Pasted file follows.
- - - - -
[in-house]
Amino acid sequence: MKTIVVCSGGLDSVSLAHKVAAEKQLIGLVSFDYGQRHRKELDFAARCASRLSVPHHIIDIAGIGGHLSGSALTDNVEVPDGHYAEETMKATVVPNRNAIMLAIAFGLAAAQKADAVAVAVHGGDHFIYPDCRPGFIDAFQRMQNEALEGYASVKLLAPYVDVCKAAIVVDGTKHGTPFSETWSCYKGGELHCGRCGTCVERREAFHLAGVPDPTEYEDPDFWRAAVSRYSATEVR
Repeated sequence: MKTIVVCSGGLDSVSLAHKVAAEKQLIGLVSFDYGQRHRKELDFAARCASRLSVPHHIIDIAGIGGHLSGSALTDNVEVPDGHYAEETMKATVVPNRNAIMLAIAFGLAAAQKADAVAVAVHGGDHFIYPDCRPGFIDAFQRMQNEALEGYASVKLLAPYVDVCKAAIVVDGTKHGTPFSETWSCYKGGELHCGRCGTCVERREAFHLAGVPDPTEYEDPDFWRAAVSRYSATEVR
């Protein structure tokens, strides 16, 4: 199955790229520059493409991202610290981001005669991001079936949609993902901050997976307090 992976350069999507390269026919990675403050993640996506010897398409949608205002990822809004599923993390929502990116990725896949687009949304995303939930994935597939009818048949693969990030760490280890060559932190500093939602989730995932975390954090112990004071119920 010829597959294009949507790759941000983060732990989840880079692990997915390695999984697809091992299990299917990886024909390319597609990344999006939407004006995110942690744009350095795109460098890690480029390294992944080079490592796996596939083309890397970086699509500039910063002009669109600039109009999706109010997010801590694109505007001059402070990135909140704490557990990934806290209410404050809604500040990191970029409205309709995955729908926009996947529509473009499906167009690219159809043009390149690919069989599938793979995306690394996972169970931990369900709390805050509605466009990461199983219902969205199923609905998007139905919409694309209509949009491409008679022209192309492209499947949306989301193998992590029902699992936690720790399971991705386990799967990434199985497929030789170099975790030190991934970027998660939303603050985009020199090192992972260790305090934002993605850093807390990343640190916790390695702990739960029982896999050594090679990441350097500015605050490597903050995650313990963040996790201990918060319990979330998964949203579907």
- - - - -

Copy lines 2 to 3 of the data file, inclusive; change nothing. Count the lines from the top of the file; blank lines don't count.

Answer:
Amino acid sequence: MKTIVVCSGGLDSVSLAHKVAAEKQLIGLVSFDYGQRHRKELDFAARCASRLSVPHHIIDIAGIGGHLSGSALTDNVEVPDGHYAEETMKATVVPNRNAIMLAIAFGLAAAQKADAVAVAVHGGDHFIYPDCRPGFIDAFQRMQNEALEGYASVKLLAPYVDVCKAAIVVDGTKHGTPFSETWSCYKGGELHCGRCGTCVERREAFHLAGVPDPTEYEDPDFWRAAVSRYSATEVR
Repeated sequence: MKTIVVCSGGLDSVSLAHKVAAEKQLIGLVSFDYGQRHRKELDFAARCASRLSVPHHIIDIAGIGGHLSGSALTDNVEVPDGHYAEETMKATVVPNRNAIMLAIAFGLAAAQKADAVAVAVHGGDHFIYPDCRPGFIDAFQRMQNEALEGYASVKLLAPYVDVCKAAIVVDGTKHGTPFSETWSCYKGGELHCGRCGTCVERREAFHLAGVPDPTEYEDPDFWRAAVSRYSATEVR